A demolition job: Boris’s credibility crashes in the Thames estuary

This was a demolition job. Today's Airports Commission report on Boris Johnson's estuary airport proposals does not so much dismiss his plans as put 3,000 tonnes of explosives under them.

Commission chair Howard Davies describes the economic risks of Johnson's proposals as "huge," and the delivery risks as "very great".  The environmental hurdles to building an airport in the Thames estuary are described as potentially "impossible" to overcome and the costs as astronomical.

At a price tag of up to £120 billion, it would be the equivalent of building another eight Crossrails. An unimaginable price for any government.

As Davies notes: "We cannot see that additional infrastructure investment in the South East, on the scale implied, with uncertain economic benefits, would be likely to appeal to the chancellor of the exchequer in a government of any political colour."

This is to put it mildly. There is no government, save one run by Johnson himself, that would even consider this project again following today's report.

Davies' demolition job continues. He finds the scheme would extend journey times to the UK's hub airport by up to 26% and lead to the closure of not just Heathrow but possibly Southend and City Airport as well.

These closures would put hundreds of thousands of jobs at risk, with Heathrow alone supporting around 200,000 jobs in the surrounding area.

For these reasons and many more the commission found that Johnson's proposals were hugely unpopular.

"The aviation industry doubts the viability of the plan, local councils are opposed, and business groups are similarly unenthusiastic," he notes, adding that "few people outside the direct advocacy groups support the idea."

For "advocacy groups" read Boris Johnson and City Hall.

This was always an idea that had little support outside of Johnson's own head. It was a colossal vanity project that in any sensible administration would have been killed off years ago.

Instead Johnson has ploughed ahead for six long years with an idea that had no obvious support among airlines, the government, or the public.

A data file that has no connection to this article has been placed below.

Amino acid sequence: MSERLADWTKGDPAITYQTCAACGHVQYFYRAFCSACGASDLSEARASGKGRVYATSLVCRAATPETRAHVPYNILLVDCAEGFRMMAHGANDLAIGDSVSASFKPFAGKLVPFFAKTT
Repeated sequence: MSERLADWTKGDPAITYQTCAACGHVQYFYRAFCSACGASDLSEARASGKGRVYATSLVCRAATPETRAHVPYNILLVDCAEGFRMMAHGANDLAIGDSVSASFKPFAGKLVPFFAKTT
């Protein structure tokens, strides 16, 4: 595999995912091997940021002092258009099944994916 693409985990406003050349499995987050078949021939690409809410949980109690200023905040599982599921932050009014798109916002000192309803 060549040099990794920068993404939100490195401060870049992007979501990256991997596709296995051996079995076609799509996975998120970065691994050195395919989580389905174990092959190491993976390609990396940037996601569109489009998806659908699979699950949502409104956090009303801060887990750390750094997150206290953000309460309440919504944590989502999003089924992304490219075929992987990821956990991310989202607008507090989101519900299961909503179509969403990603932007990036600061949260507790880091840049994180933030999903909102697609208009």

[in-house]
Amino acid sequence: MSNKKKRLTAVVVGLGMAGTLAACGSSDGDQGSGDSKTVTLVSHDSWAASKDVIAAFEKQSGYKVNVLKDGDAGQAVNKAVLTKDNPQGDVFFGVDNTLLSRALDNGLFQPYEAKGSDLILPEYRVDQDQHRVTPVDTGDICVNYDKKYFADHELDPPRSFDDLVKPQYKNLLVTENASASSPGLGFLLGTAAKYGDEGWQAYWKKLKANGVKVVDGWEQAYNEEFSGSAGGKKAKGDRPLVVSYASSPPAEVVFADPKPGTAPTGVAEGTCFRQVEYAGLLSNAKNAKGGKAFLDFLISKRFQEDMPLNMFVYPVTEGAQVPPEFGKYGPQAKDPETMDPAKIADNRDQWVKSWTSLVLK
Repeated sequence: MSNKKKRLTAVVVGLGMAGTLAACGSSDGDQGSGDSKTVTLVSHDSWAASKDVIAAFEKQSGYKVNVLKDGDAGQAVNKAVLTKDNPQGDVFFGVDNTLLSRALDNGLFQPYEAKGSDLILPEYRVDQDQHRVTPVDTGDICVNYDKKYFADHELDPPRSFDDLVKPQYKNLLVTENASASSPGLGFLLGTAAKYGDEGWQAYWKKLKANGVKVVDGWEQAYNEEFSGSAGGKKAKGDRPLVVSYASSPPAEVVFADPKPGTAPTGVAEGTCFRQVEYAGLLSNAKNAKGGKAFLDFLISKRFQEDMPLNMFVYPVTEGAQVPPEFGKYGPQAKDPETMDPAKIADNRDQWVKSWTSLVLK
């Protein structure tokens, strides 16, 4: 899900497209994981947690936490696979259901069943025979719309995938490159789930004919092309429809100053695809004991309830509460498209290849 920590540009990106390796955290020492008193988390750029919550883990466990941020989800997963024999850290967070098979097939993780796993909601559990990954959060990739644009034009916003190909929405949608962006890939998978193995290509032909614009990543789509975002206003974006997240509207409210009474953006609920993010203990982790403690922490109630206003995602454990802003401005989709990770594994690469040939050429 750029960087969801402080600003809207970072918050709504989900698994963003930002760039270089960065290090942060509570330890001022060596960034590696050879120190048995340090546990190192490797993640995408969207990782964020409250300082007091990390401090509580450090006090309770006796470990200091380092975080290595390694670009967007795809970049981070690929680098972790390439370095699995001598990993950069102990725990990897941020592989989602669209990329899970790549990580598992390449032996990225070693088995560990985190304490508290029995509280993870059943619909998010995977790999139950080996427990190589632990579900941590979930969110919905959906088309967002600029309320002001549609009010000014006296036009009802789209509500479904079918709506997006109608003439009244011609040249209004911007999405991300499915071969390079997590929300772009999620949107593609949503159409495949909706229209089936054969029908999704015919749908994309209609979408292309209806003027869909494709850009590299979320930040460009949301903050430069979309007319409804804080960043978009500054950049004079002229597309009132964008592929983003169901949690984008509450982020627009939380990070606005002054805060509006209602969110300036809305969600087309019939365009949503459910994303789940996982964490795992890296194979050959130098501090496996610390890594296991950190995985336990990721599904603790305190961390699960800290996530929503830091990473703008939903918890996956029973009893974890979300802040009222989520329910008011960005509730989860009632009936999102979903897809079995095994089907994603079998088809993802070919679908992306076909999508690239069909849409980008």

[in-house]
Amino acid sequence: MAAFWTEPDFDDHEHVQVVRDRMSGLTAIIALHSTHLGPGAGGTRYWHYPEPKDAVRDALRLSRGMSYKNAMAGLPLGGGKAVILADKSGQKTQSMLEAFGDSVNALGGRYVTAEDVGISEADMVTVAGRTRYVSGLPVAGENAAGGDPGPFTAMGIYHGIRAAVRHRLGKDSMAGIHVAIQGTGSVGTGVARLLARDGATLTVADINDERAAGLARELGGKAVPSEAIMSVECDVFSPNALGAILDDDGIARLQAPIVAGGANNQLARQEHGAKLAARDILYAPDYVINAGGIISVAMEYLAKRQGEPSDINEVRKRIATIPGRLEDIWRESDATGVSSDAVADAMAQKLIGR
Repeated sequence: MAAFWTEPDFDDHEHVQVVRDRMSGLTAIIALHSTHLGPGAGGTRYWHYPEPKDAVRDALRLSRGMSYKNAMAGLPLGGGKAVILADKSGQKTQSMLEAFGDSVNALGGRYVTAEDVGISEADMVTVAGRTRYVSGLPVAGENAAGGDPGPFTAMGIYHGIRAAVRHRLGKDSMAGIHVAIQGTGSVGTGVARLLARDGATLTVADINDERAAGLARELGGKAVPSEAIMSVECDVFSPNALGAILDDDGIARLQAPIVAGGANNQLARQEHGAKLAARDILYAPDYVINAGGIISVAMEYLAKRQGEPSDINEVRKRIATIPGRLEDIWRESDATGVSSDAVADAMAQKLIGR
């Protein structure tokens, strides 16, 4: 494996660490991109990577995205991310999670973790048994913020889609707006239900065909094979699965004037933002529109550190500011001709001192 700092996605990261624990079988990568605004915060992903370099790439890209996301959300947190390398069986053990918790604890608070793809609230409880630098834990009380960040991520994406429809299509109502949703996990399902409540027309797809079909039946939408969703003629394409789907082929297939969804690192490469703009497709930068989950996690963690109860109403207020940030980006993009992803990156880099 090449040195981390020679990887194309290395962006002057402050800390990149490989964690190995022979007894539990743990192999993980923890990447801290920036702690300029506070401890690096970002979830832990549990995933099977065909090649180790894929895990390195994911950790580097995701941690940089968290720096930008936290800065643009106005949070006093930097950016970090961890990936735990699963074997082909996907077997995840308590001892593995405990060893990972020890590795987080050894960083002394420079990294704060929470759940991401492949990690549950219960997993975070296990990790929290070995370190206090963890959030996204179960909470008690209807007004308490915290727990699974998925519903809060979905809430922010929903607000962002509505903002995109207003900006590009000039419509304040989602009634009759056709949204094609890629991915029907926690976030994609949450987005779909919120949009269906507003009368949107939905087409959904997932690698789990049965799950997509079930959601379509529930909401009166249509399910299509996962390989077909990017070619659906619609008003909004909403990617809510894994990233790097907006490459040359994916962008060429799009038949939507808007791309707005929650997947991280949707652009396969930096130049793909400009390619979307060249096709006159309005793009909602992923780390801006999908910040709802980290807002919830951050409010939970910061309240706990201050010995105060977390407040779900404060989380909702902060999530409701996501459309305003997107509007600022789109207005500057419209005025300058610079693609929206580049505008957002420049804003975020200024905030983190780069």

Just months ago when it was already clear that the Commission were going to junk his proposals, Johnson signed off an extra £2 million worth of expenditure on lobbying for his plans, bringing the total bill to London taxpayers to over £5 million.

Johnson's devotion to the project has long remained a mystery. The idea of building an airport in the estuary is not new and has been raised and rejected repeatedly in one form or another for over forty years.

The idea was resurrected for a final time by Johnson's deputy Kit Malthouse. Malthouse, a businessman and one-time wannabe aviation entrepreneur turned the mayor on to the idea back in 2008. Back then, the proposal was to build an airport on a man-made island in the outer Thames estuary.

This idea would have been even more expensive than the far more modest proposals rejected by Davies today.

In any case, almost from day one it was clear that the scheme was a non-starter. Conservative councils and MPs in Kent immediately mobilised against the proposals as did an unlikely coalition of environmental groups and aviation lobbyists. Labour and the Lib Dems rejected it and few senior figures in the Conservative party showed even a token amount of enthusiasm for the idea.

Any other politician would have quietly ditched the scheme and moved on, but even now Johnson is refusing to believe his dream is over. Faced with today's devastating report, the mayor has exploded with rage, with those around him claiming that the only thing sunk by the report is the credibility of the commission. In a remarkable statement, Johnson insisted he was "absolutely certain" the scheme would still go ahead.

There is a tinge of megalomania about the mayor's continuing obsession with his airport. A kind of raging impotence at his inability to tarmac over huge areas of natural beauty on a mayoral whim.

Whatever the cause of this, the saga has done little for his attempts to appear as a credible future prime minister.

For now though, the main reaction among campaigners against the airport will be relief. For six years Johnson's fevered vision has hovered over people living in the estuary like an alien invader. Now finally they can get back on with their lives.